Thursday, August 21, 2003

Angola: trouble with resettlement

The government of Angola has suspended the distribution of resettlement kits to ex-UNITA soldiers in contravention of the deal signed by UNITA (rebels) and the government in 2002. The government says that the ex-UNITA rebels don't have the necessary "demobilisation cards" which would entitle them to the kits. However, it does appear that the government failed to issue them the neccessary documentation.

Millions of people are internally displaced in Angola as a result of decades of brutal civil war. When the cease-fire was signed last year, the government agreed to help resettle the former rebels ... in addition to the civilians.

From the article linked above:
Ex-UNITA soldiers were to receive benefits such as demobilisation and identity cards, five months of salary, an additional US $100 for travel expenses, resettlement kits with non-food items, and access to vocational training.
The following is clipped from a Human Rights Watch report they recently published on the situation in Angola.
Hundreds of Angolan refugees have spontaneously returned to their homes since the ceasefire of April 2002, but millions of internally displaced people, refugees and ex-combatants remain in exile, in transit or in temporary resettlement sites within Angola.

Rather than paying special attention to children, women, and vulnerable groups, the Angolan government has granted preference to ex-combatants for resettlement. The government has also failed to provide people with identity documents that would help them get access to humanitarian assistance, which is in any case inadequate.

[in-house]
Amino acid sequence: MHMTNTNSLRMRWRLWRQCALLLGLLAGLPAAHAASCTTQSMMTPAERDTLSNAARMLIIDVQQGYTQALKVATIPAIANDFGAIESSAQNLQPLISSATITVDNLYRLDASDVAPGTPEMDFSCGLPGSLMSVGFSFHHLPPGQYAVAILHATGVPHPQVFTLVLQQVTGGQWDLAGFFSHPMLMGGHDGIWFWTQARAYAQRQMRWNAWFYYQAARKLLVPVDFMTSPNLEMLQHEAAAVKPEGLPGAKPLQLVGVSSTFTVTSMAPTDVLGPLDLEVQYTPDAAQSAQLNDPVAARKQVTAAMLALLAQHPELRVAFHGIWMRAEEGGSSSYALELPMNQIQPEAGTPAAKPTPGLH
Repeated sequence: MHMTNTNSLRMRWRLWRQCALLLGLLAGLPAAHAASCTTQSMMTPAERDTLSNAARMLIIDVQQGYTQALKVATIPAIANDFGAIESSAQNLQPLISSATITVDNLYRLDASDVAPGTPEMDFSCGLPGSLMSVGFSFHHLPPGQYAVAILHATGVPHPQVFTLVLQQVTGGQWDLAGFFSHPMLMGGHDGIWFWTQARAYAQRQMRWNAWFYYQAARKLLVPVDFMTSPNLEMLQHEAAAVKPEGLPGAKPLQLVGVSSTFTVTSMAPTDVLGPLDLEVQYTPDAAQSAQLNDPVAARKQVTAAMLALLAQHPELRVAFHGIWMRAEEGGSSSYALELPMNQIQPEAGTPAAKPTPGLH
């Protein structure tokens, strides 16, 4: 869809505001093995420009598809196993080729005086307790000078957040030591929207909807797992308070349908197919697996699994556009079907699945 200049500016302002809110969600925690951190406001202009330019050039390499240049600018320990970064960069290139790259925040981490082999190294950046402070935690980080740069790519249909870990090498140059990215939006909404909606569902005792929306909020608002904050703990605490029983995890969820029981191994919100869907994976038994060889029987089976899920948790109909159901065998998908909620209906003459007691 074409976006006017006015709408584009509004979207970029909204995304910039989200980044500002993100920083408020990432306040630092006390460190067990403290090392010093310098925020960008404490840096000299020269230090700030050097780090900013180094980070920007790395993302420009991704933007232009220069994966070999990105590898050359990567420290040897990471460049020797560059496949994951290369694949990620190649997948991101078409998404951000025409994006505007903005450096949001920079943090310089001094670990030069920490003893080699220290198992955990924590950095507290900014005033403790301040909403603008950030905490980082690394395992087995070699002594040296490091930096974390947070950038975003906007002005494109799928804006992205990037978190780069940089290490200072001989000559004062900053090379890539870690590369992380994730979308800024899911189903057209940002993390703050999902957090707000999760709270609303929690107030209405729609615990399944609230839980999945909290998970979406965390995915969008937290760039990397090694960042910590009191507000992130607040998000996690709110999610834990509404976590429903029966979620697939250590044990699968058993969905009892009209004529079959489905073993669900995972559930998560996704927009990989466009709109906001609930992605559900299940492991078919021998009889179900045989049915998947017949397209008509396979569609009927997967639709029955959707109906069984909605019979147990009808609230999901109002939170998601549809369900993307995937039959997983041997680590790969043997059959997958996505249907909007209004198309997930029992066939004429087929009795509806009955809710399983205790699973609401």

... Human Rights Watch found that local authorities have forced internally displaced Angolans to return to their home areas by violence or threat of violence. One such incident occurred in transit center Cambabe II, in Bengo Province. Local administration and police forces entered the camp in September and October 2002, and burned the internally displaced Angolans┬┤ homes and 10 acres of crops. With their homes and crops destroyed, the displaced people had nowhere to go except their home areas, which were not ready to receive them. Most fled immediately, without stopping to gather the animals or possessions that had survived the fire.
UNITA = National Union for the Total Independence of Angola

If you have time, I highly recommed you read this article about Jonas Savimbi, the man who led UNITA. The piece illustrates how Angola was a pawn in the Cold War and how the US and Russia fueled the decades of civil war there. But it's interesting to note that the fighting didn't end until Savimbi died in 2002 ... over a decade after the Cold War ended.